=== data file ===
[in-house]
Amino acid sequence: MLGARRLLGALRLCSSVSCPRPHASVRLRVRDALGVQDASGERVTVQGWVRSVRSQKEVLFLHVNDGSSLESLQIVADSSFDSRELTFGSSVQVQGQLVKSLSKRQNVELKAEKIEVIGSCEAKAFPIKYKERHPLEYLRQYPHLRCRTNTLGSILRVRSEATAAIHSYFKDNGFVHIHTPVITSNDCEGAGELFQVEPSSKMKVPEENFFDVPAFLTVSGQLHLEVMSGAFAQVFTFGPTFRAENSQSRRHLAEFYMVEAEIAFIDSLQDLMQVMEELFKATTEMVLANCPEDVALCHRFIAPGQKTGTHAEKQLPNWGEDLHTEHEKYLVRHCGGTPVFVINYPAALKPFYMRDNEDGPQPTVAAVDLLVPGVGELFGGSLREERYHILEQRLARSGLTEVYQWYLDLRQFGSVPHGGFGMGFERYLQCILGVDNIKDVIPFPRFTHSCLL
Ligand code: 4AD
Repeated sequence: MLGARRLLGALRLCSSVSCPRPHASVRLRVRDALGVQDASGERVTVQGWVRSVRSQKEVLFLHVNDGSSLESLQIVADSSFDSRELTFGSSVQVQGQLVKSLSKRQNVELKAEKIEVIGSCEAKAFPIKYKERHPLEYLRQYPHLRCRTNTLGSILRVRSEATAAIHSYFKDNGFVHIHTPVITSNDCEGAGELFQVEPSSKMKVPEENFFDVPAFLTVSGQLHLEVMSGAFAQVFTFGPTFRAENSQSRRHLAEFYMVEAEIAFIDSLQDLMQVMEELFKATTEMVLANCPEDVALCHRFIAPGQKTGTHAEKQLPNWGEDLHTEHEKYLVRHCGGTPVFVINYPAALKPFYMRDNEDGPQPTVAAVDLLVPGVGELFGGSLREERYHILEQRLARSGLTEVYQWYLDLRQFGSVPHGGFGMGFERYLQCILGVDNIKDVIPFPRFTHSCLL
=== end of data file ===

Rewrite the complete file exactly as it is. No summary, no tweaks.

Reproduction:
[in-house]
Amino acid sequence: MLGARRLLGALRLCSSVSCPRPHASVRLRVRDALGVQDASGERVTVQGWVRSVRSQKEVLFLHVNDGSSLESLQIVADSSFDSRELTFGSSVQVQGQLVKSLSKRQNVELKAEKIEVIGSCEAKAFPIKYKERHPLEYLRQYPHLRCRTNTLGSILRVRSEATAAIHSYFKDNGFVHIHTPVITSNDCEGAGELFQVEPSSKMKVPEENFFDVPAFLTVSGQLHLEVMSGAFAQVFTFGPTFRAENSQSRRHLAEFYMVEAEIAFIDSLQDLMQVMEELFKATTEMVLANCPEDVALCHRFIAPGQKTGTHAEKQLPNWGEDLHTEHEKYLVRHCGGTPVFVINYPAALKPFYMRDNEDGPQPTVAAVDLLVPGVGELFGGSLREERYHILEQRLARSGLTEVYQWYLDLRQFGSVPHGGFGMGFERYLQCILGVDNIKDVIPFPRFTHSCLL
Ligand code: 4AD
Repeated sequence: MLGARRLLGALRLCSSVSCPRPHASVRLRVRDALGVQDASGERVTVQGWVRSVRSQKEVLFLHVNDGSSLESLQIVADSSFDSRELTFGSSVQVQGQLVKSLSKRQNVELKAEKIEVIGSCEAKAFPIKYKERHPLEYLRQYPHLRCRTNTLGSILRVRSEATAAIHSYFKDNGFVHIHTPVITSNDCEGAGELFQVEPSSKMKVPEENFFDVPAFLTVSGQLHLEVMSGAFAQVFTFGPTFRAENSQSRRHLAEFYMVEAEIAFIDSLQDLMQVMEELFKATTEMVLANCPEDVALCHRFIAPGQKTGTHAEKQLPNWGEDLHTEHEKYLVRHCGGTPVFVINYPAALKPFYMRDNEDGPQPTVAAVDLLVPGVGELFGGSLREERYHILEQRLARSGLTEVYQWYLDLRQFGSVPHGGFGMGFERYLQCILGVDNIKDVIPFPRFTHSCLL